New Conveyor Safety Standards Are Here!

As of August 2015, AS 1755 has been superseded by a new set of conveyor safety standards. For those who aren’t familiar with AS 1755, this is why it's a big deal:
  • AS 1755 has been the Australian standard for conveyor safety since 1986
  • It is the code of practice for conveyor safety in South Australia and referenced as guidance for conveyor safety in every other state and territory’s code of practice
  • Conveyors are one of the most prevalent types of machinery in Australian industry and a significant cause of work safety incidents 
So why are we changing the standard? 
The main issue with AS 1755, is there are many different types of conveyors used in many different industries and it’s difficult for one standard to effectively cover all of this. For example, a low torque conveyor of 5m length placed in a manufacturing plant which has high exposure to human operators has vastly different safety requirements then a conveyor that transports tons of material over 500m and has very infrequent exposure to human operators.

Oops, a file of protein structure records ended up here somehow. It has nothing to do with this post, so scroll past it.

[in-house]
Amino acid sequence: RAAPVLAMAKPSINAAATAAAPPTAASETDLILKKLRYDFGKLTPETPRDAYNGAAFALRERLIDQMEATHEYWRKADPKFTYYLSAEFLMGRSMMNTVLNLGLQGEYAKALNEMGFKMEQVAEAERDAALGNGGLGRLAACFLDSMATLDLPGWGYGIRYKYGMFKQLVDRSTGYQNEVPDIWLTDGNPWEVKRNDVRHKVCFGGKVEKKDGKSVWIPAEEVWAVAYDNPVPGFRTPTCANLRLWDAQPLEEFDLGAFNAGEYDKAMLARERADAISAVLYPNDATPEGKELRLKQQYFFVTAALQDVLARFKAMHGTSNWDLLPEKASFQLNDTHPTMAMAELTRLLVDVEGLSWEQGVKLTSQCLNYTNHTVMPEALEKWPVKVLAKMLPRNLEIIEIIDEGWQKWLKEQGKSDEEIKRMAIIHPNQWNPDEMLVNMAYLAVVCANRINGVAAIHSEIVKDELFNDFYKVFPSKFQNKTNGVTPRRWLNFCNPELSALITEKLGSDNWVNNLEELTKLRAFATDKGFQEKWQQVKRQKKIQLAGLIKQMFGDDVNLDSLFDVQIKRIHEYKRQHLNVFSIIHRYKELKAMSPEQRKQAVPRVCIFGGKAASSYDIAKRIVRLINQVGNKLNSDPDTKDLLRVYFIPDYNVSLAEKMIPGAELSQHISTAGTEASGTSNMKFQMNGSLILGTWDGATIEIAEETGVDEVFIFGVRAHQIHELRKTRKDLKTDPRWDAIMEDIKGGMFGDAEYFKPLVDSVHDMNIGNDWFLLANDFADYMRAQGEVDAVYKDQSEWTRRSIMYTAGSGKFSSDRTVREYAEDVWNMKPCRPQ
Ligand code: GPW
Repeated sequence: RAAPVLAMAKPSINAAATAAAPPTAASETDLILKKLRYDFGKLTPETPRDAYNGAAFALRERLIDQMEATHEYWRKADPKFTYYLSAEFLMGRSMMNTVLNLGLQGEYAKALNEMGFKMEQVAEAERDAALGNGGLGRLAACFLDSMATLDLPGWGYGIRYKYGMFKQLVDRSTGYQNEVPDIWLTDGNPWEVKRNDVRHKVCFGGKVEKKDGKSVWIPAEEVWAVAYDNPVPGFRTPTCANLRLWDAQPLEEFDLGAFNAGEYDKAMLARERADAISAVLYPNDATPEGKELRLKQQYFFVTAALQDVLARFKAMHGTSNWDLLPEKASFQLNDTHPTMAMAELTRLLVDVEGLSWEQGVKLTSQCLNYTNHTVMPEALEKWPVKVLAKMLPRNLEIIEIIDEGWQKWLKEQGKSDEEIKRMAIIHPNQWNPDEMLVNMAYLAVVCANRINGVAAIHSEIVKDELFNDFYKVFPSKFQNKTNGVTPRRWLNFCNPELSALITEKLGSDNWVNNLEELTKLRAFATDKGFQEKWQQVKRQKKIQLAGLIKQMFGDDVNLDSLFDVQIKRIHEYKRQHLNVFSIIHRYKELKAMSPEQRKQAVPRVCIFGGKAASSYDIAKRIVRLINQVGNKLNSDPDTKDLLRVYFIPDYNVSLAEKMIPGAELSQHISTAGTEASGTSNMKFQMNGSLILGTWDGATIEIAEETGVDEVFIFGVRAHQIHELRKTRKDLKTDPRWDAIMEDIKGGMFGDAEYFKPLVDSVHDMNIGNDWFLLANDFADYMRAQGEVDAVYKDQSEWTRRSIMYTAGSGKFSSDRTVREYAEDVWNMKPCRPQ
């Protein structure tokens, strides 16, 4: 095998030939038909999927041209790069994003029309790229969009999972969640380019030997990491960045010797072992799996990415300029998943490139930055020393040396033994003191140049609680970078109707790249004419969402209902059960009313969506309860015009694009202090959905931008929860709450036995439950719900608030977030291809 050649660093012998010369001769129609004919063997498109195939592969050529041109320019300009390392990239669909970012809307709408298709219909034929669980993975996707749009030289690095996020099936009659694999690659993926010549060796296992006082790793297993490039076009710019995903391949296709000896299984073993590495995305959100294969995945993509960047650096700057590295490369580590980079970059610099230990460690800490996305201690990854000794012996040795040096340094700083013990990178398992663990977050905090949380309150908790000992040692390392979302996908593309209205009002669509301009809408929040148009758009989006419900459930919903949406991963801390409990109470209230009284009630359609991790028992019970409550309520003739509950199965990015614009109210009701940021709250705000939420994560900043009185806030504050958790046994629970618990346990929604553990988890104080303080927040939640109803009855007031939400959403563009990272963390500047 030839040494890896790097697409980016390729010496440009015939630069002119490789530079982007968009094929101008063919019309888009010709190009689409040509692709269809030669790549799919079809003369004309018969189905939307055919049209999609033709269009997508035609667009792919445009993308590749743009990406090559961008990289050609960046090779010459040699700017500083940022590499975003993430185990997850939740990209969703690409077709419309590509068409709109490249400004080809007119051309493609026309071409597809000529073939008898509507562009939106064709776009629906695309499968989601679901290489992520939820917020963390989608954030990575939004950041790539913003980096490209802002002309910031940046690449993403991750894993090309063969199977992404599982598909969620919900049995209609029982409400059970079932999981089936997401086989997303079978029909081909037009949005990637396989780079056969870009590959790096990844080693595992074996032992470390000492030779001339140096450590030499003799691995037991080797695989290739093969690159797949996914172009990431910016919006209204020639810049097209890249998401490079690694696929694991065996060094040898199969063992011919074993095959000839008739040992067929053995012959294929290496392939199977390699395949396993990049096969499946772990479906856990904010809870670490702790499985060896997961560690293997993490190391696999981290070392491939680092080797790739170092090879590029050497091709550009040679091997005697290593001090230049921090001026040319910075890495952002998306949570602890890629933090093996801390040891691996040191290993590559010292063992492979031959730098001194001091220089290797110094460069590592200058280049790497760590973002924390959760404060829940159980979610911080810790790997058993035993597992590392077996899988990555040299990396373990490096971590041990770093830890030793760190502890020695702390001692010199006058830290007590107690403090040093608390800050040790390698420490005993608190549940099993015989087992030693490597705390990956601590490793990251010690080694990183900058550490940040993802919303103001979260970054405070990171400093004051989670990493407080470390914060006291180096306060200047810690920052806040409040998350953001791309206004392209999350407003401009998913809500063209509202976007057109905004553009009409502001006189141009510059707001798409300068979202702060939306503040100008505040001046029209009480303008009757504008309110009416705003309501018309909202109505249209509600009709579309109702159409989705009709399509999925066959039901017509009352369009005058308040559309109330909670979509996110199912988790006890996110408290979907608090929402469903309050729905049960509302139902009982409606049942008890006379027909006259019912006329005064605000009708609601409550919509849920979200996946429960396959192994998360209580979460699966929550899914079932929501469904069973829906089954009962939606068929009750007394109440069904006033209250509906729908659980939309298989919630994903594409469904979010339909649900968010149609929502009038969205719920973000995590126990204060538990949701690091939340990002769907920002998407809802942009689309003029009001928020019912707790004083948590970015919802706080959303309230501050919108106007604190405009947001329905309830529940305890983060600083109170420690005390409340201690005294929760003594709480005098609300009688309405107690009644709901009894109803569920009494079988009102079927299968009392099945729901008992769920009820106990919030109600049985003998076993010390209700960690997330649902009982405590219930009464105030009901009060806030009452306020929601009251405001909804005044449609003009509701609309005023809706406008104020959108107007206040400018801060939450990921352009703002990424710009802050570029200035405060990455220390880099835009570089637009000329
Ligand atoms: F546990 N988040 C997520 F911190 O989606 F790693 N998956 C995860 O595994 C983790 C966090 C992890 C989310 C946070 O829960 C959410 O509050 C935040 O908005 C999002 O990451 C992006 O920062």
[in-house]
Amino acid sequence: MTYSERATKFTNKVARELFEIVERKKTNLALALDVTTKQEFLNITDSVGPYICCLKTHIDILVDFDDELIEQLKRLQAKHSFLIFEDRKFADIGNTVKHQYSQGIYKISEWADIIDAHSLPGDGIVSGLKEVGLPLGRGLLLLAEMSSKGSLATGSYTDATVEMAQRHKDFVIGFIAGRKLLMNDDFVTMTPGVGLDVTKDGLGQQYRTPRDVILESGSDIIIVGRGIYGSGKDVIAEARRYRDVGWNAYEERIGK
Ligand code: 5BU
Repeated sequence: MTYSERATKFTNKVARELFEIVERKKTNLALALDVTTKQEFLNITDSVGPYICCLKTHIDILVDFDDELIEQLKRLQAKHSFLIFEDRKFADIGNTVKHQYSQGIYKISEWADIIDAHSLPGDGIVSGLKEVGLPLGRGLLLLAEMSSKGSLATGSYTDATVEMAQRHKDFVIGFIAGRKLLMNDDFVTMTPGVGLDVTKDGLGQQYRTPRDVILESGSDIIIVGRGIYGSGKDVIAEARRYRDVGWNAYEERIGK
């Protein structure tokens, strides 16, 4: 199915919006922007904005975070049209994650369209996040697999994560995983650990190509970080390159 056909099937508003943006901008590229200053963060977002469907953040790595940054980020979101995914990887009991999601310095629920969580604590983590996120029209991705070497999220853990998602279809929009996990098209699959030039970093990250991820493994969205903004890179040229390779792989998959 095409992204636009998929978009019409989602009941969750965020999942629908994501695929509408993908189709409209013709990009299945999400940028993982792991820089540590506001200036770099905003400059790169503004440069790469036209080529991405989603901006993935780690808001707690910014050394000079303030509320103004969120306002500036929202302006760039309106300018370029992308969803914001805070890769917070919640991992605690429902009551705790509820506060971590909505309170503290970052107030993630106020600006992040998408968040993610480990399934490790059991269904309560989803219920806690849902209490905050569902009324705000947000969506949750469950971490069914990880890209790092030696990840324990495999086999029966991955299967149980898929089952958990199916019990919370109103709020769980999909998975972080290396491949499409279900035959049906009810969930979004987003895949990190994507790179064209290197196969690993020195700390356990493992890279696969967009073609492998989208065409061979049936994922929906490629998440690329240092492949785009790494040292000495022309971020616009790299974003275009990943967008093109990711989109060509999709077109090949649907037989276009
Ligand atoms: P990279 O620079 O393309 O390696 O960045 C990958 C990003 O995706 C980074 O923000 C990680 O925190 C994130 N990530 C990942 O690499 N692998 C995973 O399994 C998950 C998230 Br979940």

To deal with these different conveyor options we now have 4 new standards to replace AS 1755:
  1. AS/NZS 4024.3610 - Conveyors - General requirements
  2. AS/NZS 4024.3611 - Conveyors - Belt conveyors for bulk material handling
  3. AS/NZS 4024.3612 - Conveyors - Chain conveyors and unit handling conveyors
  4. AS/NZS 4024.3614 - Conveyors - Mobile and transportable conveyors
The general requirements for conveyor safety can be found in 3610 and additional requirements can be referenced in 3611, 3612 and 3614 for specific conveyor types. This should allow the series of standards to better cover the safety aspects of common conveyor applications in Australia and New Zealand.